Origin of spatial variation in US East Coast sea-level trends during 1900–2017
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Piecuch, Christopher G.
Hay, Carling C.
Kemp, Andrew C.
Little, Christopher M.
Ponte, Rui M.
Tingley, Martin P.
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CitationPiecuch, C.G., Huybers, P., Hay, C.C. et al. Origin of spatial variation in US East Coast sea-level trends during 1900–2017. Nature 564, 400–404 (2018). https://doi.org/10.1038/s41586-018-0787-6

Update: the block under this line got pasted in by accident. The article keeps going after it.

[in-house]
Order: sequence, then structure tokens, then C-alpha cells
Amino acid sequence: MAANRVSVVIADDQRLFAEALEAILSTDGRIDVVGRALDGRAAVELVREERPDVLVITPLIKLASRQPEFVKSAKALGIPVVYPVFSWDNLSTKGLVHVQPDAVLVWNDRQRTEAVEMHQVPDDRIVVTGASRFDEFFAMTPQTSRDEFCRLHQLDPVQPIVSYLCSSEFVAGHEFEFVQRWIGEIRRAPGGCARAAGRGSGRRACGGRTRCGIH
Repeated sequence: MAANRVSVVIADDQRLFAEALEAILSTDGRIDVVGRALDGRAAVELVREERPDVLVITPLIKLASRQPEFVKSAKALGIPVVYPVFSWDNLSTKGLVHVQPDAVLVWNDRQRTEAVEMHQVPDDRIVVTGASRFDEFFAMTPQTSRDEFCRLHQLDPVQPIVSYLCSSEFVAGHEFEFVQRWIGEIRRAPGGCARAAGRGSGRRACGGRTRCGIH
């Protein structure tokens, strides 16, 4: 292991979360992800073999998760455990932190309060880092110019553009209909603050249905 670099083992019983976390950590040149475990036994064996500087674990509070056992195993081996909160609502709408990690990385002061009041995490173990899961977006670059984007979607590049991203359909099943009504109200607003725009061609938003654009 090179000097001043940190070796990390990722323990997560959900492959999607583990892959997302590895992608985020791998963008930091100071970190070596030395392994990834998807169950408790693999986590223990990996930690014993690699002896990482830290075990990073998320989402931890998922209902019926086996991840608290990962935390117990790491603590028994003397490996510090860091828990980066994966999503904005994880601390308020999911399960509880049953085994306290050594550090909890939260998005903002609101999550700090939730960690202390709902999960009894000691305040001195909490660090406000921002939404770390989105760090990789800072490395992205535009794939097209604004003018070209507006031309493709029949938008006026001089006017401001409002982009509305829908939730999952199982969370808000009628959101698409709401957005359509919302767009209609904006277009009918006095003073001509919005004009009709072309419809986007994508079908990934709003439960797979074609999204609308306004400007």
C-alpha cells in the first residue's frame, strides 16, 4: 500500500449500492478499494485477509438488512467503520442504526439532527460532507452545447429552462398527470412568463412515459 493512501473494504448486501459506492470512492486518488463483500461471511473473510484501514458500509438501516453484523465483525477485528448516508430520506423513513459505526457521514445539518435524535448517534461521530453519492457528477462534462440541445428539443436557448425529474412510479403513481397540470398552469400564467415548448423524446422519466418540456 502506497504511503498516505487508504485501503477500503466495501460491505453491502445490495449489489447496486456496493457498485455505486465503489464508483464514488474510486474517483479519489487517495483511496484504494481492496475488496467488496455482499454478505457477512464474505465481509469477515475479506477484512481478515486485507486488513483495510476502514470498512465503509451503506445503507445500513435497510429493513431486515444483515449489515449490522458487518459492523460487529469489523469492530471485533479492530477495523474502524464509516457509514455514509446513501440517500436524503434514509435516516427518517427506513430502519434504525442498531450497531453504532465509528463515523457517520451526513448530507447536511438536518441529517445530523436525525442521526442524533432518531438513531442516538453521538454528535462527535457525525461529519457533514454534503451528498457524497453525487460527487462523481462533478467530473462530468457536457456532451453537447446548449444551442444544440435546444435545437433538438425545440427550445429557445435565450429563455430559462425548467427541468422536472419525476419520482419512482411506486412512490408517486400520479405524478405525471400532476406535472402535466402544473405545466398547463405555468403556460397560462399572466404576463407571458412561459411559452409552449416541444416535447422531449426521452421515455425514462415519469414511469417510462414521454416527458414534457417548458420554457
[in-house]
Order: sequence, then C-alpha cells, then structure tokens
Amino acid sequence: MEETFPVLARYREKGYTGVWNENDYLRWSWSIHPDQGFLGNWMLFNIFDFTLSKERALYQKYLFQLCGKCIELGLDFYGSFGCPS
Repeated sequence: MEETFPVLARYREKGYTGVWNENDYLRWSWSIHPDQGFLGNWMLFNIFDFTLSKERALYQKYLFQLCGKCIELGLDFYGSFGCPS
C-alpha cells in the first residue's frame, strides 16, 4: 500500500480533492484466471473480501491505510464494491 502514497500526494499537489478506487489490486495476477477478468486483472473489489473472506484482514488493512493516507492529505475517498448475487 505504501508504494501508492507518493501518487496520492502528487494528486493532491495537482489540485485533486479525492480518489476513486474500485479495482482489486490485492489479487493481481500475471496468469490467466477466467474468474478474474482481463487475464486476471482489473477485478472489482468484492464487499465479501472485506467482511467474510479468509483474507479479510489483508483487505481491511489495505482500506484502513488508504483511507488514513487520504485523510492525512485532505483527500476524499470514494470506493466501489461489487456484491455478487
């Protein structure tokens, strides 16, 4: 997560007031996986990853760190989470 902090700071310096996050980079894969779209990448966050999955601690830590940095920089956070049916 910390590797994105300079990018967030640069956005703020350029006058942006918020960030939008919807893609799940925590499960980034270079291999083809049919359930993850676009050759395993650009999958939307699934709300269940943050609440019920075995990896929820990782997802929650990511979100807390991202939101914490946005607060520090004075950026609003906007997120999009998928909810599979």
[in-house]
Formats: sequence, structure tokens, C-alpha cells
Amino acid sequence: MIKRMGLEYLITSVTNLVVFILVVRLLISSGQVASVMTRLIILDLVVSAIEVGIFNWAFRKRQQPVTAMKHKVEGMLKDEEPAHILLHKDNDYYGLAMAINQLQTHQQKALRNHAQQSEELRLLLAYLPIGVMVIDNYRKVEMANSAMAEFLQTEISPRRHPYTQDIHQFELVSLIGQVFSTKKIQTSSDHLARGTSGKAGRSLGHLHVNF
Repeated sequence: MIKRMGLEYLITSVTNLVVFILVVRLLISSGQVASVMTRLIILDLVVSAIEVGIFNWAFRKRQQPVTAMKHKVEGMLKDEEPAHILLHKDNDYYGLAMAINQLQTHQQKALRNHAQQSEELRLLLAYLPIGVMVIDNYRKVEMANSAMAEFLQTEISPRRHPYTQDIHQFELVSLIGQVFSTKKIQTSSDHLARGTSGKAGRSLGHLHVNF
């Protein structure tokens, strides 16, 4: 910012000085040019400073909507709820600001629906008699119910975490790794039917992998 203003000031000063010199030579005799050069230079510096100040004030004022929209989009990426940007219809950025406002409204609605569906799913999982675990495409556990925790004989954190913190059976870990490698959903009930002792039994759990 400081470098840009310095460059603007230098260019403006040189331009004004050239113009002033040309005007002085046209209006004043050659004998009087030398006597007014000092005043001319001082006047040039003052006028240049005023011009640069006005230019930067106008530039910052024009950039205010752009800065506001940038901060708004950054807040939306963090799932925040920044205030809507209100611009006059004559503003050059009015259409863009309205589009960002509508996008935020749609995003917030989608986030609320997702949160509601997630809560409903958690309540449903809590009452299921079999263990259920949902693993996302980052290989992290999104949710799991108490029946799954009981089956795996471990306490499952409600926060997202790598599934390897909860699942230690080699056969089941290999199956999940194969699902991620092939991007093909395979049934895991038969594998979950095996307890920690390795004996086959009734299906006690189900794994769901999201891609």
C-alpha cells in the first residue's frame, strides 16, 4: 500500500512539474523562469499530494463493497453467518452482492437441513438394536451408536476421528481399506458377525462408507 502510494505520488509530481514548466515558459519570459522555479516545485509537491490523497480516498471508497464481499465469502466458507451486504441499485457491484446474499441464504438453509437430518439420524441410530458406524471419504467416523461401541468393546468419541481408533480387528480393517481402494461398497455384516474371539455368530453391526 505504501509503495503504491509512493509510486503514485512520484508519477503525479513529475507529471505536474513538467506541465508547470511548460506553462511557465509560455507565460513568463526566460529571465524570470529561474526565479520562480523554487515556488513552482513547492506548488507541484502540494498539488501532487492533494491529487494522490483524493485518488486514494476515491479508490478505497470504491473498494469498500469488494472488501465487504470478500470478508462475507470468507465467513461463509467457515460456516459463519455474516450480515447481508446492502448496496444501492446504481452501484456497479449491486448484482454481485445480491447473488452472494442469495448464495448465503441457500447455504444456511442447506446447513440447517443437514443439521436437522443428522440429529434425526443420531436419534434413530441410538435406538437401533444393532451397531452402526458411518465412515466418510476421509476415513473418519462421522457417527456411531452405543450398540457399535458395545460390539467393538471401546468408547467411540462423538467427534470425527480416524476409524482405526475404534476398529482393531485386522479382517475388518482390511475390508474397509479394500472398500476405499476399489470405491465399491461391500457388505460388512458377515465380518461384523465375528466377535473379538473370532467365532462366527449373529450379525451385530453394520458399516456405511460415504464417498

AbstractIdentifying the causes of historical trends in relative sea level—the height of the sea surface relative to Earth’s crust—is a prerequisite for predicting future changes. Rates of change along the eastern coast of the USA (the US East Coast) during the past century were spatially variable, and relative sea level rose faster along the Mid-Atlantic Bight than along the South Atlantic Bight and the Gulf of Maine. Past studies suggest that Earth’s ongoing response to the last deglaciation surface redistribution of ice and water and changes in ocean circulation contributed considerably to this large-scale spatial pattern. Here we analyse instrumental data and proxy reconstructions using probabilistic methods to show that vertical motions of Earth’s crust exerted the dominant control on regional spatial differences in relative sea-level trends along the US East Coast during 1900–2017, explaining most of the large-scale spatial variance. Rates of coastal subsidence caused by ongoing relaxation of the peripheral forebulge associated with the last deglaciation are strongest near North Carolina, Maryland and Virginia. Such structure indicates that Earth’s elastic lithosphere is thicker than has been assumed in other models. We also find a substantial coastal gradient in relative sea-level trends over this period that is unrelated to deglaciation and suggests contributions from twentieth-century redistribution of ice and water. Our results indicate that the majority of large-scale spatial variation in long-term rates of relative sea-level rise on the US East Coast is due to geological processes that will persist at similar rates for centuries.
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